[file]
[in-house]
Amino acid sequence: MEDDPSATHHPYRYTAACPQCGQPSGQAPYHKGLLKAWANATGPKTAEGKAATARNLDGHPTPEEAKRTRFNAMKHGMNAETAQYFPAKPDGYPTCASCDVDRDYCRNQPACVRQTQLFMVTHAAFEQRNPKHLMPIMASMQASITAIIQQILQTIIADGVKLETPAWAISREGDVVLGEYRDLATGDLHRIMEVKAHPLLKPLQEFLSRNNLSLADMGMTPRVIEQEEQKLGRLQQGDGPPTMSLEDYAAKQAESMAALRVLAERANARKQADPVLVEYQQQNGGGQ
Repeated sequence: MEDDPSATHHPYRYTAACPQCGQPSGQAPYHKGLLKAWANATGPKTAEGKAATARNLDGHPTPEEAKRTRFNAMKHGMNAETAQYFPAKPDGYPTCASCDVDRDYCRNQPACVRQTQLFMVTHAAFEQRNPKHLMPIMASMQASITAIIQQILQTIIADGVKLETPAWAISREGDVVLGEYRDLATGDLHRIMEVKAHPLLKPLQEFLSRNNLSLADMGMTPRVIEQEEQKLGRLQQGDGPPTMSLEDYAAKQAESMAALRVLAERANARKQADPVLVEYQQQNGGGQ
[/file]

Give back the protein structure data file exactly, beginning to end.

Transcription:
[in-house]
Amino acid sequence: MEDDPSATHHPYRYTAACPQCGQPSGQAPYHKGLLKAWANATGPKTAEGKAATARNLDGHPTPEEAKRTRFNAMKHGMNAETAQYFPAKPDGYPTCASCDVDRDYCRNQPACVRQTQLFMVTHAAFEQRNPKHLMPIMASMQASITAIIQQILQTIIADGVKLETPAWAISREGDVVLGEYRDLATGDLHRIMEVKAHPLLKPLQEFLSRNNLSLADMGMTPRVIEQEEQKLGRLQQGDGPPTMSLEDYAAKQAESMAALRVLAERANARKQADPVLVEYQQQNGGGQ
Repeated sequence: MEDDPSATHHPYRYTAACPQCGQPSGQAPYHKGLLKAWANATGPKTAEGKAATARNLDGHPTPEEAKRTRFNAMKHGMNAETAQYFPAKPDGYPTCASCDVDRDYCRNQPACVRQTQLFMVTHAAFEQRNPKHLMPIMASMQASITAIIQQILQTIIADGVKLETPAWAISREGDVVLGEYRDLATGDLHRIMEVKAHPLLKPLQEFLSRNNLSLADMGMTPRVIEQEEQKLGRLQQGDGPPTMSLEDYAAKQAESMAALRVLAERANARKQADPVLVEYQQQNGGGQ